UK funky’s following was growing, and Roska found himself in the middle of what was a burgeoning movement and exciting new chapter in UK music. “I didn’t think about how [UK funky] was going to last or what would happen to it, I was just about making the music and enjoying it,” he admits. “Even when I released my first songs in 2008-10, it was more of seeing whoever liked it.” Though he had been a presence as a DJ long before his first tracks, one of which was 2008’s “Feeline”, a 9-5 as a manager at a mobile phone shop was the only border blocking his full commitment to the craft. But since quitting, he has been flying high.

Outlining his creative process, Roska does not mince his words. “I usually start with the drums and then I’ll think of a melody,” he explains. “But it varies depending on what vibe I’m in. The last few months I’ve been starting the other way around, where I work on melodies then come up with the drums after. Whatever way works best. They’re never emotional beats—I just tend to stay in a certain mind-frame until I want to do something completely different.” It is this creative space in which his most recognisable track, 2010’s “Squark”, was born. An upbeat, squelchy record that treads several musical lines, it represents Roska in his purest form; daring, adventurous and unhinged. And, while not necessarily funky, the track speaks to Roska’s unrelenting need to explore. “I wanted to merge as much as I could of a few different genres and see what would become of it,” he says. “[‘Squark’] was grime, UK funky and dubstep and I feel I pulled it off well.”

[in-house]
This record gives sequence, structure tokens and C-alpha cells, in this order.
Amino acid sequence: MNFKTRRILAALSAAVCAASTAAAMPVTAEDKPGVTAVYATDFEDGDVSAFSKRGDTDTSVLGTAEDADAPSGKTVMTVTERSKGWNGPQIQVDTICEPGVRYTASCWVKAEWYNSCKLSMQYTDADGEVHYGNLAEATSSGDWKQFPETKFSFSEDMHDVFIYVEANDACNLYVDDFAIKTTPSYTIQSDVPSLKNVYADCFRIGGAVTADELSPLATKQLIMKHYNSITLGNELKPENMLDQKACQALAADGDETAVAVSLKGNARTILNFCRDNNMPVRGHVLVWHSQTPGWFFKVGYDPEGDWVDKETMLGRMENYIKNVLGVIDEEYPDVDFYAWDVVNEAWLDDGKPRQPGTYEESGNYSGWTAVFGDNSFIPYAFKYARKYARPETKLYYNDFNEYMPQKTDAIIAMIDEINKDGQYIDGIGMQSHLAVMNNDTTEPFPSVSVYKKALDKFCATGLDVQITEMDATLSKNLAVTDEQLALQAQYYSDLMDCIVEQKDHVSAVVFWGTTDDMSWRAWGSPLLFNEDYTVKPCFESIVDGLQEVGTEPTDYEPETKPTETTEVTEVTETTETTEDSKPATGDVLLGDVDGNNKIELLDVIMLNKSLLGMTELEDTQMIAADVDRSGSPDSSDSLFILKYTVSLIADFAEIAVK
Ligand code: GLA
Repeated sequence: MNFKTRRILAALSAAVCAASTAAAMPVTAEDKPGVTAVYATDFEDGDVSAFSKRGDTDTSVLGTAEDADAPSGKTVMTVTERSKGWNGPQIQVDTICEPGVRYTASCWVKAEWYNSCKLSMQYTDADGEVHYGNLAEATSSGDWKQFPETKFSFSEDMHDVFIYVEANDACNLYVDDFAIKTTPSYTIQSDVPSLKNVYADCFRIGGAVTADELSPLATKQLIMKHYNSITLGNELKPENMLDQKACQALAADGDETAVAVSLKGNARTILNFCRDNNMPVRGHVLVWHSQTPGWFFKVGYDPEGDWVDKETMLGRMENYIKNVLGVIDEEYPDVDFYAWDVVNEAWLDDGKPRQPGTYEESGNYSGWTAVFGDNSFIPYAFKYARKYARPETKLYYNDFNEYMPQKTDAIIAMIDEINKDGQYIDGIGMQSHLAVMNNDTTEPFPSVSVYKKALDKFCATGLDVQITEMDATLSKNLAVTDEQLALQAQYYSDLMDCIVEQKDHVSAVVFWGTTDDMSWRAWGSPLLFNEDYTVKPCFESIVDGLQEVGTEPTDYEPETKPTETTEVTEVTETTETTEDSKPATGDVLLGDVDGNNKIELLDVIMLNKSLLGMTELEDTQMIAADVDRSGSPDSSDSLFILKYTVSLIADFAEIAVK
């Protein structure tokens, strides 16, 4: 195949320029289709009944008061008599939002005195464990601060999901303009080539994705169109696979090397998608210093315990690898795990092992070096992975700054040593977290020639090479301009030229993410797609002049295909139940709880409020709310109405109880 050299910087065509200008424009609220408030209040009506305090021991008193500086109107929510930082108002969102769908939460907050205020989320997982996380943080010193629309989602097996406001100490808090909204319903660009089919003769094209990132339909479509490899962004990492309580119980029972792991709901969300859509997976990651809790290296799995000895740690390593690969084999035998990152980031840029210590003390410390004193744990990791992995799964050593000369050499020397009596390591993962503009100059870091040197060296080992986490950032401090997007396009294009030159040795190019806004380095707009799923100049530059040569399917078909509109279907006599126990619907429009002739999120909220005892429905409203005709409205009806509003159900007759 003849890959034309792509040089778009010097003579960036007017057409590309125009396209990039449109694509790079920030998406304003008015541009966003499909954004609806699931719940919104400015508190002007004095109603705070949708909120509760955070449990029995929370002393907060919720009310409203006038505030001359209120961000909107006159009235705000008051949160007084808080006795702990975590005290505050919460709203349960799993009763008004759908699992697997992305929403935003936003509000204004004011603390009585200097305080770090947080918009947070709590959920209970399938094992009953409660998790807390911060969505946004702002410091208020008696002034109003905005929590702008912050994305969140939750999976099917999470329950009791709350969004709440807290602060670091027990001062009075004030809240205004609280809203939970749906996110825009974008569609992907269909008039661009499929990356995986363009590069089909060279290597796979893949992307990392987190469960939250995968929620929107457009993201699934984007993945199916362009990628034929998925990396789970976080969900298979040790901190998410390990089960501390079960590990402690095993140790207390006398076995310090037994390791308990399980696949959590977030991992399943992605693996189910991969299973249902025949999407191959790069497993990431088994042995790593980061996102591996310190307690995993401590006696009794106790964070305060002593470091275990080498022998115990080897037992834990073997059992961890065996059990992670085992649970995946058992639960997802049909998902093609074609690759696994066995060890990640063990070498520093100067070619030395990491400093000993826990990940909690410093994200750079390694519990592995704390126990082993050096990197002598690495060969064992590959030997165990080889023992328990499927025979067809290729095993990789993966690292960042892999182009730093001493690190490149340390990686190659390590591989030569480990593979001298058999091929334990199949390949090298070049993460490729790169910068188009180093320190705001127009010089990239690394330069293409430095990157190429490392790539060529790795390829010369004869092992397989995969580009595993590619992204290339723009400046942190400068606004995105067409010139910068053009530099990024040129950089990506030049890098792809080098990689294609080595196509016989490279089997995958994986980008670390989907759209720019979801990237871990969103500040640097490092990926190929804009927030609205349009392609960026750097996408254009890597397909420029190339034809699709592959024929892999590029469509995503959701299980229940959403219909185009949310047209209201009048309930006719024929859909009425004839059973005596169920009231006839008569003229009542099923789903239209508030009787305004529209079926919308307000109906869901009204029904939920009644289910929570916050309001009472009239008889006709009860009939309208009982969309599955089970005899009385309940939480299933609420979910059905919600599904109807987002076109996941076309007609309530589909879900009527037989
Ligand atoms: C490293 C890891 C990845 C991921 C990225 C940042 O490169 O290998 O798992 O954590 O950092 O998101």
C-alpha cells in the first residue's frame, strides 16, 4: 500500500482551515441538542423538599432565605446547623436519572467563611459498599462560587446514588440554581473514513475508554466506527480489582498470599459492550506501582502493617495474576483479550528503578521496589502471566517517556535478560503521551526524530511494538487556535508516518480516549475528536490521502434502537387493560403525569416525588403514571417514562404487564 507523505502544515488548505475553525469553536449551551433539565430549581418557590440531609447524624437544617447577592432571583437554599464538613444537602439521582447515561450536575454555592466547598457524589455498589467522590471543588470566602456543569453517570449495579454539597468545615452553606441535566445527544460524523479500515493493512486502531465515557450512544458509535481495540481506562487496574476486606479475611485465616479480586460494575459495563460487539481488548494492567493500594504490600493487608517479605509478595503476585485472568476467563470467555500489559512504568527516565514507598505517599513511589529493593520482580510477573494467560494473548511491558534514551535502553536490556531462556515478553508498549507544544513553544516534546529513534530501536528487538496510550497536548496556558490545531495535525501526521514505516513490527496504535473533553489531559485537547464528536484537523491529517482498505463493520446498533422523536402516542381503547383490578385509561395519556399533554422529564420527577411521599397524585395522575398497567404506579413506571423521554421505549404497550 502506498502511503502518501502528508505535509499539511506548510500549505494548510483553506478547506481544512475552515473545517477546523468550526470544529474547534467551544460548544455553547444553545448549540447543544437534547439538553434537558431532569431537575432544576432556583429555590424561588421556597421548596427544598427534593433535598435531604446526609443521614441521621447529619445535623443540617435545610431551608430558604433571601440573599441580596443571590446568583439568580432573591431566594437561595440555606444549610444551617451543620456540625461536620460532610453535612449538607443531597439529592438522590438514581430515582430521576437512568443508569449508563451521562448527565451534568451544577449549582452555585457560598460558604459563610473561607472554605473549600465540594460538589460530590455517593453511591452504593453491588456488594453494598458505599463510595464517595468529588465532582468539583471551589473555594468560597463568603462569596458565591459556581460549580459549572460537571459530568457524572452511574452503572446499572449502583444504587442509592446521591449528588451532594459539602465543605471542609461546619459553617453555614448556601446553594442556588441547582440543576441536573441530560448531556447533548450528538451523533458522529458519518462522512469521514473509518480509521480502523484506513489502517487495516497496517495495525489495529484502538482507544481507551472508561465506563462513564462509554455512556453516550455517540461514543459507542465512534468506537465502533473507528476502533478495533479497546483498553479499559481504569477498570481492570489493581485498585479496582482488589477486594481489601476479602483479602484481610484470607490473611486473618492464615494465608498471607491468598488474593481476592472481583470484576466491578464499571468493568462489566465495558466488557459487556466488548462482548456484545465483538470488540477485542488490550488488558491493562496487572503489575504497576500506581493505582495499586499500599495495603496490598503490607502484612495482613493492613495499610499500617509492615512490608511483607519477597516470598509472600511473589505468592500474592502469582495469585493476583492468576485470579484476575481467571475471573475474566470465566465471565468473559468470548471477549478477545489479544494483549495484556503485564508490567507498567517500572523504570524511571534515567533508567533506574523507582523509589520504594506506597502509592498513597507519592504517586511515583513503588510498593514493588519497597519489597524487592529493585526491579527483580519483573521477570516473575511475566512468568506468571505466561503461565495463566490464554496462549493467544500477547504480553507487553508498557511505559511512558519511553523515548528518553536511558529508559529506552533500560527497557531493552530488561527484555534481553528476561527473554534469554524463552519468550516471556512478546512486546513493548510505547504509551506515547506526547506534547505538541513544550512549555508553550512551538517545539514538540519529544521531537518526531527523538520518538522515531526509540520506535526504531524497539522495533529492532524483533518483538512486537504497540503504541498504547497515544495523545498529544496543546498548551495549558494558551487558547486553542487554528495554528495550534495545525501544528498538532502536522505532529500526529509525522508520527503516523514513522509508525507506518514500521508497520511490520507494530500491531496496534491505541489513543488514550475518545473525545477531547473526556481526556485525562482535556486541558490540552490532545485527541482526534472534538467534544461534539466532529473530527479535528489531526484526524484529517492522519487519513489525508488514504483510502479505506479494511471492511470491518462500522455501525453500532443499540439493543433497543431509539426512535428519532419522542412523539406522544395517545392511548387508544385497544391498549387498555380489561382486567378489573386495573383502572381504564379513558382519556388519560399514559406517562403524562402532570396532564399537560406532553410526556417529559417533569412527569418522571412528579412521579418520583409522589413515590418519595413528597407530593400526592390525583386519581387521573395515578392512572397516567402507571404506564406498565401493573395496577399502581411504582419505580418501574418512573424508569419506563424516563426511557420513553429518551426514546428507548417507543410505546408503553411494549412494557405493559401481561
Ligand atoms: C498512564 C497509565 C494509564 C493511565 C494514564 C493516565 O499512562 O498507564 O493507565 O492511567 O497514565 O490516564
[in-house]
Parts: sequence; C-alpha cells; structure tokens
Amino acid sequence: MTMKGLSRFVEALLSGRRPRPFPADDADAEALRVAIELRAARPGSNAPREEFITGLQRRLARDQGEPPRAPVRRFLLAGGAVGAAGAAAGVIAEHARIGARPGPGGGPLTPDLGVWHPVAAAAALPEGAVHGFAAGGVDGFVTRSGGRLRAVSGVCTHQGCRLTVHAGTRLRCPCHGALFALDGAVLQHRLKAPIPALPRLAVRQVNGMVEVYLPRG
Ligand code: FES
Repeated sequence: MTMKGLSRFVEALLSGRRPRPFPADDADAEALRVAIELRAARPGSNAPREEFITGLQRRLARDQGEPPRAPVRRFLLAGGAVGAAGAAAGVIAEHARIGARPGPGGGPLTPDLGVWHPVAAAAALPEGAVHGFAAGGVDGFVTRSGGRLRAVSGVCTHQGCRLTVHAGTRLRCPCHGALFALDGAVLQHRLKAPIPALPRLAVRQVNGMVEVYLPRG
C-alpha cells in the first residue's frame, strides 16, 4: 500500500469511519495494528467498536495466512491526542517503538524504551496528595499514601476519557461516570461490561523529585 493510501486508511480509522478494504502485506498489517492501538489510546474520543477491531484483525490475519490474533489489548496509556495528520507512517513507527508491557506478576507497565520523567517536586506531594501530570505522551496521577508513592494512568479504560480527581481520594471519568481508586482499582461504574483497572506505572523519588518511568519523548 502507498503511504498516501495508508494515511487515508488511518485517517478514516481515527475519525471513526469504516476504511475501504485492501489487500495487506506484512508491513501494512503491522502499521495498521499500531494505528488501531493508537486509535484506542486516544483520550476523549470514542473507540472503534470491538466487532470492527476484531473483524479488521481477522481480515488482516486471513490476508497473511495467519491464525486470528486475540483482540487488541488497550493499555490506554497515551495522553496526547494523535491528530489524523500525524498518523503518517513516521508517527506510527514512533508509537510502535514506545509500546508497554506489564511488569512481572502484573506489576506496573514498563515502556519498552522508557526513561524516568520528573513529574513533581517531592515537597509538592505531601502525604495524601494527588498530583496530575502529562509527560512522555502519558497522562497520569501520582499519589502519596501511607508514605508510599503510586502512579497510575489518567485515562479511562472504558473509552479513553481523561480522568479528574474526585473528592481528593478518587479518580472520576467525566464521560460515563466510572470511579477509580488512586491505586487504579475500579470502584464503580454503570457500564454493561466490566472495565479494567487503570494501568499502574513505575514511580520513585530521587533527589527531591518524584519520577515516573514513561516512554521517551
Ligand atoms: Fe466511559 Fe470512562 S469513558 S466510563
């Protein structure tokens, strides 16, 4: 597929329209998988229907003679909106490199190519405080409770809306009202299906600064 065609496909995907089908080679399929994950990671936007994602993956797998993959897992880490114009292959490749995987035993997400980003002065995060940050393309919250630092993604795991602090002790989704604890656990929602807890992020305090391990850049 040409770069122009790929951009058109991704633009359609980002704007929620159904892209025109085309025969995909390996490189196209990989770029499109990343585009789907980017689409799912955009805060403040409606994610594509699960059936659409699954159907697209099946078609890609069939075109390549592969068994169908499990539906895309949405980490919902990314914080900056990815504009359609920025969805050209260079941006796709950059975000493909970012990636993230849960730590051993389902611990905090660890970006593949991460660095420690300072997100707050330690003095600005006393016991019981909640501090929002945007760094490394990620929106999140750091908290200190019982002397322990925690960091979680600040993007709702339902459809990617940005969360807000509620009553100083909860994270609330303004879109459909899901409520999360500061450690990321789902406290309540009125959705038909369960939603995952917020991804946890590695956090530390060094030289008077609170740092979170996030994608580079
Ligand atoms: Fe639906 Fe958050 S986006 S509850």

And it’s this willingness to try new things that has led to more shelly collaborations with the likes of Mz. Bratt, Sweetie Irie, Swindle and refixes of tracks from Donae’O and more across a number of releases. His work surpasses your normal producer—he definitely deserves the ‘remix king’ title—but in an age where beatmakers are taking more credit for their work, does he feel his contemporaries are getting the shine that has been lacking in the past? “I feel like, recently, more and more of them are fighting for what they deserve,” he admits. “It’s one of those things where it’s new to people because producers were always in the background. Producers weren’t seen as artists or DJs, and more of them are now becoming their own brand.”

However, as he stresses throughout our conversation, Roska has never been one to follow the trends of the day, looking only towards his own journey, one which has helped form his own imprint in a scene where he has found a deep pocket. “I know people enjoy my interpretation of UK funky and I try to stick to that,” he says, a nuanced and thoughtful retort speaking to the modesty of the man.

Roska mentions an upcoming EP with one of his current favourites in grime, Jammz, in June, before unleashing a new album in September—further proof that this workaholic has no signs of stopping. But in spite of his successes and ongoing popularity, Roska has never lost sight of what has got him to his position; his passion to challenge himself through his music, funky or otherwise. “When I was coming through, I realised my music was going way beyond funky and people were enjoying it.” He concludes. “I go to so many different countries and enjoy playing and people enjoy hearing it—that’s when I realise the power of my music. Half of these countries I wouldn’t go to if I was working a 9-5, so it shows what the music can do for me.”

Posted on May 01, 2018